Archive for the ‘Food’ Category

Pesticides are like Siblings – some get along well and some don’t – No. . .Really?

My colleague, Joe Konschnik and I have been asked by many food chemists out there about how much they can trust their pesticides mixes after they combine them into one single larger mixture for calibrating their instrument, or monitoring the accuracy and precision of their method – and rightfully so.  Well, like siblings, sometimes they […]

What dSPE works with spinach in GC-MS/MS analysis? #NationalSpinachDay

Today is a National Spinach Day! What is a better way to celebrate than to talk about spinach analysis? During part 1 of my blog series, I discussed what dSPE was best for celery. I found that most dSPE, with the exception of dSPE containing high amounts of graphitized carbon black (GBC), showed acceptable analyte recovery […]

Choosing the right dispersive SPE for GC-MS/MS analysis of celery

I’ve recently started experimenting with QuEChERS extractions for pesticide analysis. The available options are overwhelming, especially when it comes to dispersive solid phase extraction (dSPE) for the cleanup. For starters, I’ve been looking at the smaller volume dSPE (2 mL, summarized in Table 1), because I didn’t want to waste the raw material, solvents and […]

Trade in Splitless for Split: Faster Speed & More Miles Analyzing 3-MCPD / Glycidyl esters

In my recent work with analysis of 3-MCPD and glycidyl esters, I reviewed the available methods by AOCS and they list splitless or pulsed splitless injection. Splitless injection theoretically transfers all of the sample onto the column, allowing the analyst to achieve trace levels of detection. However, there are limitations. Both splitless hold-time and focusing […]

FAMEs blog part 4: Struggling with using hydrogen for AOCS methods Ce 1j-07 or Ce 1h-05?

This blog a part of a series: part 1, part 2, and part 3 Recently I came across customers’ issue with AOCS method Ce 1h-05 used with hydrogen as a carrier gas and I’ve decided to look more closely into what conditions are suggested for this analysis. While at it, I looked also into conditions of methods […]

FAMEs blog part 3: If I Use a Rt-2560 with my GC-MS will it explode?

This blog a part of a series: part 1, part 2, and part 4 Disclaimer: Do not use non-bonded columns, such as Rt-2560, in GC-MS for routine analysis! If you have the need to run some samples, here is what to expect (i.e. quite a bit of bleed) In my last blog, I talked about how […]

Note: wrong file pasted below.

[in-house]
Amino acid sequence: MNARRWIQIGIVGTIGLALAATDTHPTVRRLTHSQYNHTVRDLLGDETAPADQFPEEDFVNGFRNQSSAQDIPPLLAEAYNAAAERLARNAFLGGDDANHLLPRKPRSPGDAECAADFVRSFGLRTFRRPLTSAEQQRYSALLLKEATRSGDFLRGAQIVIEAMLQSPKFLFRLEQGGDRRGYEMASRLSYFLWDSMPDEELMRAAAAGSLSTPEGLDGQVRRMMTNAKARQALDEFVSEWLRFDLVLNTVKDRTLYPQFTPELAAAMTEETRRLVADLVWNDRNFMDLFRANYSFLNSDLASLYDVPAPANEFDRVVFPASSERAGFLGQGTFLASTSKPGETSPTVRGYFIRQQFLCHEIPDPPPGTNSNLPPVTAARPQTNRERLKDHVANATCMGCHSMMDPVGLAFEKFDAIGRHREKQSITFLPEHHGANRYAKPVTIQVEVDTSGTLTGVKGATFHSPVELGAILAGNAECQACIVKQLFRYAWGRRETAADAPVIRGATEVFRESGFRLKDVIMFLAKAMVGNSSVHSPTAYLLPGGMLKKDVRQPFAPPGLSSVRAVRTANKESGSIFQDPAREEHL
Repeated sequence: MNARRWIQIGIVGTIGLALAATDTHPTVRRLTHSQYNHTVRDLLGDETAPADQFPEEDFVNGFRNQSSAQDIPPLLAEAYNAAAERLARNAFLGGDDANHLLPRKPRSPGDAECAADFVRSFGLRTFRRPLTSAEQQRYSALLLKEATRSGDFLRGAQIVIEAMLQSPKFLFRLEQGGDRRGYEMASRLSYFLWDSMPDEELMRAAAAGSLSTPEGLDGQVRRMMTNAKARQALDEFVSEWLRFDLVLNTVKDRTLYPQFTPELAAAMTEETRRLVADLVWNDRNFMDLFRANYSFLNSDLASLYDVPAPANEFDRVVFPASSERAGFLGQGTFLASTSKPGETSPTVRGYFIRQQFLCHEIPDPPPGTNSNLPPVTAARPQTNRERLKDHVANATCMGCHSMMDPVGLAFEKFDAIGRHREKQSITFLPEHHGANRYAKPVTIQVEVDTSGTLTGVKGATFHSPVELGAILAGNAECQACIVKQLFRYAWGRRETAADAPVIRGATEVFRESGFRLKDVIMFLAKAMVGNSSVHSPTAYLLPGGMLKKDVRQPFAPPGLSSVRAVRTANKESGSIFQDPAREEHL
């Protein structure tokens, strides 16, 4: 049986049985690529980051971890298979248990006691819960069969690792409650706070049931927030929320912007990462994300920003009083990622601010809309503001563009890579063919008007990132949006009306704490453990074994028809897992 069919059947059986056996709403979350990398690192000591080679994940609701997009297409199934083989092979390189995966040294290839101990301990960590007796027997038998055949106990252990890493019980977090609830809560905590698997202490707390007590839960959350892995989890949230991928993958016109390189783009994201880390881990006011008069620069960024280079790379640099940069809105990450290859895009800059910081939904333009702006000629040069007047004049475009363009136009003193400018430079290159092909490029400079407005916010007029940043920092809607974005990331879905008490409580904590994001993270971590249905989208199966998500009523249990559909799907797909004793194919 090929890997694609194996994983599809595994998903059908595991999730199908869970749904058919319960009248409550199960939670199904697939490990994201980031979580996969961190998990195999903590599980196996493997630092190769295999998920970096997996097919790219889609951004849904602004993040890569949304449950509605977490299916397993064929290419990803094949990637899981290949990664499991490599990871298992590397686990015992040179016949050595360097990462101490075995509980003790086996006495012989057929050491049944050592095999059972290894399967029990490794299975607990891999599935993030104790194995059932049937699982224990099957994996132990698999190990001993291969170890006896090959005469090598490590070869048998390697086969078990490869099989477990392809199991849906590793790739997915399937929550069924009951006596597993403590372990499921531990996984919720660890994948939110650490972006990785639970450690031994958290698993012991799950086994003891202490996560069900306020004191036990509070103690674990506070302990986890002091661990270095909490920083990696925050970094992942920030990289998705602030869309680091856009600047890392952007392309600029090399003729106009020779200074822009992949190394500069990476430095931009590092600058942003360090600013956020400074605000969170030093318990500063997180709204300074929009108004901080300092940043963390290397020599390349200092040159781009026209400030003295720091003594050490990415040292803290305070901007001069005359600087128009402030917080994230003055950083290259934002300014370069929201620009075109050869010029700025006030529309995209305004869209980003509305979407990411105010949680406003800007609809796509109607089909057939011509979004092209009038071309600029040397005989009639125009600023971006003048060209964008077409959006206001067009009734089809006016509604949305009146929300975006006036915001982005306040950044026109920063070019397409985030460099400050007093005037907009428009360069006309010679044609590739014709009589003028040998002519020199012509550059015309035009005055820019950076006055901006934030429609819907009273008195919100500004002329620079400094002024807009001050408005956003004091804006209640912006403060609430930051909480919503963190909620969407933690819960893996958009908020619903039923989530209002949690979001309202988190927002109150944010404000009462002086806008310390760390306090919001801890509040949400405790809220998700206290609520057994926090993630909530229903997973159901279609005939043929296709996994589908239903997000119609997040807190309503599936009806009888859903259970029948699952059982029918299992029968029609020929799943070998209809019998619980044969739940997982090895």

Trans fatty acids analysis part 2: Let’s look at actual samples with incurred TFAs

This blog a part of a series: part 1, part 3, and part 4 In my previous blog, I’ve tried and failed to acquire a sample that contained any trans fatty acids (TFAs). While this is a great news for everyone’s health, the scientist in me was somewhat disappointed. That’s why I first decided to cheat […]

The usage of Reference Standards in MOSH/MOAH Analysis

Abstract The unintended migration of mineral oil compounds into food, e.g from packing materials or from production processes are a raising topic in industry and scientific discussions. For a first screening, an LC-GC/FID method was established in the last years. In collaboration with Axel Semrau, Restek has developed ready to use standards for quantification and […]

The main source of artificial trans fatty acids is banned on June 18, 2018. Are we ready?

This blog a part of a series: part 2, part 3, and part 4 One of the leading causes of deaths in the world is heart disease, accounting for approximately 24% of deaths in the USA in 2015.1 One of the factors linked to cardiovascular diseases is consumption of artificial trans fatty acids (TFAs). Artificial TFAs are […]

Stabilwax Pro-EZGC Library Updated

Recently I blogged about the expansion of Rxi-624 EZGC library, this time I want to focus on an update of Stabilwax. At 462 compounds, this library covers the most searched, such as methanol or xylenes, and requested compounds, such as acetic and formic acid.* Similar to my last blog, I’d like to show you a […]